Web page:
The World Cup is one of the premiere international competitions in the sport of basketball. Short of the Olympics and NBA Finals, it may be the most prestigious tournament in the world.
This summer's edition of the World Cup promises to be enthralling, sure, but the competition itself is secondary to the main storyline - the return of Derrick Rose.
The Chicago Bulls former MVP has played exactly 10 games in the last two seasons. That's 67 less than the esteemed Hollis Thompson, or 186 fewer than LeBron James if you count the playoffs.
Rose suffered two devastating knee injuries in the last two calendar years. His 2012-13 season was lost, and although the Bulls medically cleared him to play, Rose didn't.
Ten games into his comeback last season, Rose tore his meniscus and the 2013-14 campaign vanished. In the limited amount of time we saw Rose, he appeared tentative and far from the player who dominated the league at the point guard position.
That's one of the many reasons why the microscope is firmly entrenched on Rose during his stint with USA Basketball. We need to know that not only is he ready, but we need to see that he's back to his old self. No one wants the timid '13-14 version.
First, in order to see that, the knee needs to hold up. That was the main concern after the first US World Cup practice.
"It's good. There is no pain. That's the past," Rose said after the first run- through.
The next hurdle was could Rose sustain his play for two straight days?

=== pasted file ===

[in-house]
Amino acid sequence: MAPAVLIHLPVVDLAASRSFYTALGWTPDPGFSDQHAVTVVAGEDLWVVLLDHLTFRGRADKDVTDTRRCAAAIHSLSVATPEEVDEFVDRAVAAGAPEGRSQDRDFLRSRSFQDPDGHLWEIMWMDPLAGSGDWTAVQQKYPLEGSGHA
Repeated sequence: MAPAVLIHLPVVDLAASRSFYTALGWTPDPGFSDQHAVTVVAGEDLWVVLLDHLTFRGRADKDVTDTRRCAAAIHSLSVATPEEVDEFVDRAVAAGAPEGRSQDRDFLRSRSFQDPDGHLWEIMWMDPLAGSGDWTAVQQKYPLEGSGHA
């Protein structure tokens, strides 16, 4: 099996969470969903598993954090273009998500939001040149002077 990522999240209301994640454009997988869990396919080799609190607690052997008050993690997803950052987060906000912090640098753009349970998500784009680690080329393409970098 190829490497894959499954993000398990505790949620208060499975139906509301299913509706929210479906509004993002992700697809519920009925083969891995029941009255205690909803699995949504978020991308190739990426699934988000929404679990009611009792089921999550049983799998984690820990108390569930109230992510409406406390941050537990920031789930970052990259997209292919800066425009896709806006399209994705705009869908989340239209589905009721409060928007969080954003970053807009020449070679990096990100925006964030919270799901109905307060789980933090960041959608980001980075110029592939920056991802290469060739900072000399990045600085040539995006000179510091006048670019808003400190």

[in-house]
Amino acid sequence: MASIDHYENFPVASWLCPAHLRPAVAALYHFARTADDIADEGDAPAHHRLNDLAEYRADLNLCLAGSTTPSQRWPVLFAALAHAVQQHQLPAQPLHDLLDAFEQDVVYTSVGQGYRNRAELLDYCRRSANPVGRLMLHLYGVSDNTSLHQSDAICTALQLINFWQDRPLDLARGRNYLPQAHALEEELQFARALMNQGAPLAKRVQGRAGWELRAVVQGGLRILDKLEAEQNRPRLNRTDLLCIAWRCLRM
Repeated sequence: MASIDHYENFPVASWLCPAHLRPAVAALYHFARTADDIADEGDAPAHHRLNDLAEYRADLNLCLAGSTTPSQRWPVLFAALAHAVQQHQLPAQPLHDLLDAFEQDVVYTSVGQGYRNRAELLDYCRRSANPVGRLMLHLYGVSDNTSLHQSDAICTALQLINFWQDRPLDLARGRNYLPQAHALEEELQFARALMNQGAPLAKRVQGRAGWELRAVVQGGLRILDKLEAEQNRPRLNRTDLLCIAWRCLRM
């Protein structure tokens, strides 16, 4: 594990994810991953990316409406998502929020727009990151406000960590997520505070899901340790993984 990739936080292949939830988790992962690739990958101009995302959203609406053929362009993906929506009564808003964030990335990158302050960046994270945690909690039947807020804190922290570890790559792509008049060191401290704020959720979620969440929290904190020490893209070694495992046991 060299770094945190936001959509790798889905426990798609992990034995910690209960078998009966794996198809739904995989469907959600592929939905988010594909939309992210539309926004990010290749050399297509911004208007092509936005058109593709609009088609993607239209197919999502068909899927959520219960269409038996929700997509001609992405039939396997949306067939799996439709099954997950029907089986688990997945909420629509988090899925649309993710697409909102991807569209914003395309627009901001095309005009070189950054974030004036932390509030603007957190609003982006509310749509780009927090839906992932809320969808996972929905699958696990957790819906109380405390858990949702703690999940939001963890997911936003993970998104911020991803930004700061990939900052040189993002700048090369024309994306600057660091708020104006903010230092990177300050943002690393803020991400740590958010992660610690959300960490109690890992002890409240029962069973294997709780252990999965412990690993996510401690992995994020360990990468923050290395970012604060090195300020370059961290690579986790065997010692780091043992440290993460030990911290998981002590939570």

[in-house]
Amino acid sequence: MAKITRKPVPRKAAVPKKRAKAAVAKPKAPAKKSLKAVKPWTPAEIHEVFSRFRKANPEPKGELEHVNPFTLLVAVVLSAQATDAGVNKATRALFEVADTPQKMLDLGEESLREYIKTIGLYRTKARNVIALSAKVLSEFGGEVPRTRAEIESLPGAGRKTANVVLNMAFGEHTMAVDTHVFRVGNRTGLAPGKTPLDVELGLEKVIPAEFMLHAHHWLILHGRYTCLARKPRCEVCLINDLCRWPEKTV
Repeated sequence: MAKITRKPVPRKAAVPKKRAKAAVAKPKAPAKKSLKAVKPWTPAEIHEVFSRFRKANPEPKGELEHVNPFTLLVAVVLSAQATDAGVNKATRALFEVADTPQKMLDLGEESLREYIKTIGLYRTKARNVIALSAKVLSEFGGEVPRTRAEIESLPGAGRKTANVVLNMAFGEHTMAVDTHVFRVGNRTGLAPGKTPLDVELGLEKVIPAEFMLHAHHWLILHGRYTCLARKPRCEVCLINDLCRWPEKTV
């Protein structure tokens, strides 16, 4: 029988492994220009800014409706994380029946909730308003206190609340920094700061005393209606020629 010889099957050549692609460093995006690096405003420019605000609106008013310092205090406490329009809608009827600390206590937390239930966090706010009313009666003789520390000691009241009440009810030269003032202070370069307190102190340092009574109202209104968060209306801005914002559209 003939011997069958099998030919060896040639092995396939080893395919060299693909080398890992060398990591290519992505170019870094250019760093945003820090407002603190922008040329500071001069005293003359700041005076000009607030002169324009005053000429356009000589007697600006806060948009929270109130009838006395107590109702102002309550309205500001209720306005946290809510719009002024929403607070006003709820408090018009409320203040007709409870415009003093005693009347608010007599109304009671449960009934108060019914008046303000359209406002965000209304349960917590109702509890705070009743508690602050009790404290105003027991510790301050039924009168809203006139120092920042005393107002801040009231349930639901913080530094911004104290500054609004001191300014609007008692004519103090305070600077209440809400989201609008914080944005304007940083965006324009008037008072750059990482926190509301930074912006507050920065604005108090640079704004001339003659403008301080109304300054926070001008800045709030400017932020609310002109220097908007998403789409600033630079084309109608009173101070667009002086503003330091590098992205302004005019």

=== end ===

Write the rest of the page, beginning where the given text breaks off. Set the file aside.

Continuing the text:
"I think he kept it at the same. It was at a high level yesterday," noted USA Basketball coach Mike Krzyzewski. "For him to play at that level and then play at it again, shows that he has worked real hard. We are very, very pleased. Coming into the camp, you don't know. He has responded."
Coach K is correct, we don't know what Rose we are getting. Truth is, Rose earned the questions by not returning during the 2012-13 season, despite being cleared by Chicago's doctors, and because he looked more scared than a kid breaking curfew when he did actually play.
This isn't to question Rose's commitment. Some have and he opened himself to the questions by not playing, especially when the Bulls were down point guard Kirk Hinrich in the 2013 postseason and Nate Robinson was throwing up in a bucket on the bench. Rose wanted to feel completely ready to play. It's a dangerous notion to question a player's injuries.
The light shines brighter on Rose at this moment because of the ever-shifting balance in the Eastern Conference. Most speculate that the Bulls, who signed Pau Gasol in the offseason, could be a power in the East, assuming Rose returns healthy.
The Cleveland Cavaliers brought back James. The Indiana Pacers will take a dip with the loss of Lance Stephenson. The Miami Heat won't be the same. The Atlantic Division has no real team that could make the NBA Finals.
That makes the Bulls a premiere power. (Full disclosure, with Kevin Love still a member of the Minnesota Timberwolves, the Bulls are my choice as favorite.)
A championship appearance is realistic for Chicago, but it's predicated on Rose. People forgot what a dominant force Rose is. During his four healthy seasons, he averaged 20.9 ppg and 8.7 apg. Those numbers are sensational and occurred during the advent of the point-guard-dominated NBA.
Chicago was a No. 1 seed twice during Rose's run, including the 2010-11 season when Rose won the MVP award. The 2014-15 incarnation will be just as good. Joakim Noah emerged as an elite center. Jimmy Butler and Taj Gibson aren't role players, they're a pair of stud defensive aces with well above-average offensive games. Gasol may still have a lot in the tank, it's unclear. He toiled in a system under Mike D'Antoni that never came close to maximizing his skills.